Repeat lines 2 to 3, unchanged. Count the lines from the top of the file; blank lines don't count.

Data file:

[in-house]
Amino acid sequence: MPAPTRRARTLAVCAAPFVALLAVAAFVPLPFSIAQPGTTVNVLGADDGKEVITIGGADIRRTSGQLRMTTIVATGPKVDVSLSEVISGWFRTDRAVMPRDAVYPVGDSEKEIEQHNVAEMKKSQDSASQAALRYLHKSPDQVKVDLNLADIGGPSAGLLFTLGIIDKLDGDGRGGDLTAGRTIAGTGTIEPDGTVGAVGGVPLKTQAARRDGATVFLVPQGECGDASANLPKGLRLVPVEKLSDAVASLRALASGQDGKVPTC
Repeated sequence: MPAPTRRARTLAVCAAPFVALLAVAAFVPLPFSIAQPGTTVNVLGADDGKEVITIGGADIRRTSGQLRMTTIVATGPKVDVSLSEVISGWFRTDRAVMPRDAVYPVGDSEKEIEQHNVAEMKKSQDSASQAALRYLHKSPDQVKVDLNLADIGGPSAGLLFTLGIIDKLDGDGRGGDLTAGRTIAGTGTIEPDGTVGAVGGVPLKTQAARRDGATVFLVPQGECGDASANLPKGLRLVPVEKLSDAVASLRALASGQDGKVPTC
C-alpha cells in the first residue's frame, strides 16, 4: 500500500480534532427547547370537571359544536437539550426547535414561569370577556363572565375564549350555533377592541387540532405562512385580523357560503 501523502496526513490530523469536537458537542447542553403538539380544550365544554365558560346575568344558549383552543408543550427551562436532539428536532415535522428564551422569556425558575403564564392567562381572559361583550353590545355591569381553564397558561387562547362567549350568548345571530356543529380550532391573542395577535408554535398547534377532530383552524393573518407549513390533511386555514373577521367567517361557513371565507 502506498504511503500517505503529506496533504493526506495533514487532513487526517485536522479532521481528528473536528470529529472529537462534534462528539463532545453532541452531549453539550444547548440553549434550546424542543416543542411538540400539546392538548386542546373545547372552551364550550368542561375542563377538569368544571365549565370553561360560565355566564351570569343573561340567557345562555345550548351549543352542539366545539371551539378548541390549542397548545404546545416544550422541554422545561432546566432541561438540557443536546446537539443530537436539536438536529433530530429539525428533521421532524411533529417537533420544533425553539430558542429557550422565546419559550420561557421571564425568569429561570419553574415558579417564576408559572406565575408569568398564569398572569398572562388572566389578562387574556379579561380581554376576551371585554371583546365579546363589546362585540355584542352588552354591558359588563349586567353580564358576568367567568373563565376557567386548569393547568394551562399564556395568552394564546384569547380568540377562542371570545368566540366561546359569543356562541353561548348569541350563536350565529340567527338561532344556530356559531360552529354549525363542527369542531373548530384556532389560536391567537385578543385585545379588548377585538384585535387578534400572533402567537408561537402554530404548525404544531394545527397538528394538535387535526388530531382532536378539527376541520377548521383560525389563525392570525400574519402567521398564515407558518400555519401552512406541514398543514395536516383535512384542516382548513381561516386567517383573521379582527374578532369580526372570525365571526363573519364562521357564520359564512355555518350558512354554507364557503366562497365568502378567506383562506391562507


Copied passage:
Amino acid sequence: MPAPTRRARTLAVCAAPFVALLAVAAFVPLPFSIAQPGTTVNVLGADDGKEVITIGGADIRRTSGQLRMTTIVATGPKVDVSLSEVISGWFRTDRAVMPRDAVYPVGDSEKEIEQHNVAEMKKSQDSASQAALRYLHKSPDQVKVDLNLADIGGPSAGLLFTLGIIDKLDGDGRGGDLTAGRTIAGTGTIEPDGTVGAVGGVPLKTQAARRDGATVFLVPQGECGDASANLPKGLRLVPVEKLSDAVASLRALASGQDGKVPTC
Repeated sequence: MPAPTRRARTLAVCAAPFVALLAVAAFVPLPFSIAQPGTTVNVLGADDGKEVITIGGADIRRTSGQLRMTTIVATGPKVDVSLSEVISGWFRTDRAVMPRDAVYPVGDSEKEIEQHNVAEMKKSQDSASQAALRYLHKSPDQVKVDLNLADIGGPSAGLLFTLGIIDKLDGDGRGGDLTAGRTIAGTGTIEPDGTVGAVGGVPLKTQAARRDGATVFLVPQGECGDASANLPKGLRLVPVEKLSDAVASLRALASGQDGKVPTC